After a 29-year British Council career which took him to Baghdad, Rome, Brussels, Ottawa and Rabat, Martin is an experienced cultural relations professional and theorist. Now retained by the Council as a senior adviser, he is also a Visiting Fellow at Cambridge University’s Prince Alwaleed bin Talal Centre for Islamic Studies. He writes widely (he has just published There and Back by Candle-Light, an account of his experiences in Baghdad before and during the Gulf War of 1990); and he consults and writes on issues in education in the Middle East, cultural relations, cultural preservation, radicalisation and other related subjects. With an academic background in the Middle East (M Phil in Modern Middle Eastern Studies at St Antony’s College, Oxford), Martin is an experienced and creative thinker and contributor across a wide spectrum of activity. He blogs as Mercurius Maghrebensis.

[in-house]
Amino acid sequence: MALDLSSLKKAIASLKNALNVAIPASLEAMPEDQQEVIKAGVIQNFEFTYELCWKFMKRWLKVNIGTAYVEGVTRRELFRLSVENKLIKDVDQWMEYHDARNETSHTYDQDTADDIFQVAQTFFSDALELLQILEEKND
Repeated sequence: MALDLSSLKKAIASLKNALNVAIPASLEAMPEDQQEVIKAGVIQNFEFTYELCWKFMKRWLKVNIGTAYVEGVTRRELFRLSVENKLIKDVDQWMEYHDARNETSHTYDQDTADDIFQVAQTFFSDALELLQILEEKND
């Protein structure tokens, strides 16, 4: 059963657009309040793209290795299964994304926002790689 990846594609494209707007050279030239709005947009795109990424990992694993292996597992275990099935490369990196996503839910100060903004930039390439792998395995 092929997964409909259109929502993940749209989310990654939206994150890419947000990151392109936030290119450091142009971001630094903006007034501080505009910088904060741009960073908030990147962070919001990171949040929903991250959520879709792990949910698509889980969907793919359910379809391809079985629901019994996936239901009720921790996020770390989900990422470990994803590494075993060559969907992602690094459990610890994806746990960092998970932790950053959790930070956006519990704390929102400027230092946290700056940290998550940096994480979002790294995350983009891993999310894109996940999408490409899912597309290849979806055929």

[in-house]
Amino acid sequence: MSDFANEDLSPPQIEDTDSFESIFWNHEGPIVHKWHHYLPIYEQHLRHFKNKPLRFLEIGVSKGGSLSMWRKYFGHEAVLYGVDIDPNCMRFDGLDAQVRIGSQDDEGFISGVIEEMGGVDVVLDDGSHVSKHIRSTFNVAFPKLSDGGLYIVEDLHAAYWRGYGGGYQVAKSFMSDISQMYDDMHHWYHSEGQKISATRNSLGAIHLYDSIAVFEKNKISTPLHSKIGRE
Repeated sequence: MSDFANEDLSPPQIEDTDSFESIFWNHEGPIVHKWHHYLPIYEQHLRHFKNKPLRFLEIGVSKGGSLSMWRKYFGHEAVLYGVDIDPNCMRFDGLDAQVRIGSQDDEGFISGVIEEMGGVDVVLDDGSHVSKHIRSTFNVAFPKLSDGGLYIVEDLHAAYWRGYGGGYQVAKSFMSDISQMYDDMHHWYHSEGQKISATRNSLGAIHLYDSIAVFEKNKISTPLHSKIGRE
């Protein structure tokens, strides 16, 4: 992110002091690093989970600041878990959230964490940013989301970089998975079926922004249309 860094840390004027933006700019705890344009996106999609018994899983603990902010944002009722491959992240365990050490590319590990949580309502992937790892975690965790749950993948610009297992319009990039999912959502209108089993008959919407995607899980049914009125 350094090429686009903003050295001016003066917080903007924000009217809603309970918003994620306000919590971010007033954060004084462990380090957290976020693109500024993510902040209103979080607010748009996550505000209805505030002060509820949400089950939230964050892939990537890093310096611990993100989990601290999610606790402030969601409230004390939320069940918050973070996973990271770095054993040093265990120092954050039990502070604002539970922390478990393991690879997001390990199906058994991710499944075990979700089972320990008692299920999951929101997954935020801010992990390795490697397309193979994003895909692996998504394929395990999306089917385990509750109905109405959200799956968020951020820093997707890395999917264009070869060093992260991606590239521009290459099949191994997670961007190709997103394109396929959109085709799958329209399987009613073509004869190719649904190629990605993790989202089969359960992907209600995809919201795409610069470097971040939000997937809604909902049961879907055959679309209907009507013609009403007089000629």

I was recently told a delightful, but far-too-good-to-be-true, story about the Muslims of Trinidad. It went more or less like this, and has remained in my mind as a fine image of jollity and carnival subverted by puritanism. The mosque in Port of Spain was originally built by Indian Sunnis, but in a warmly oecumenical … More Rum, Orthodoxy and the Lash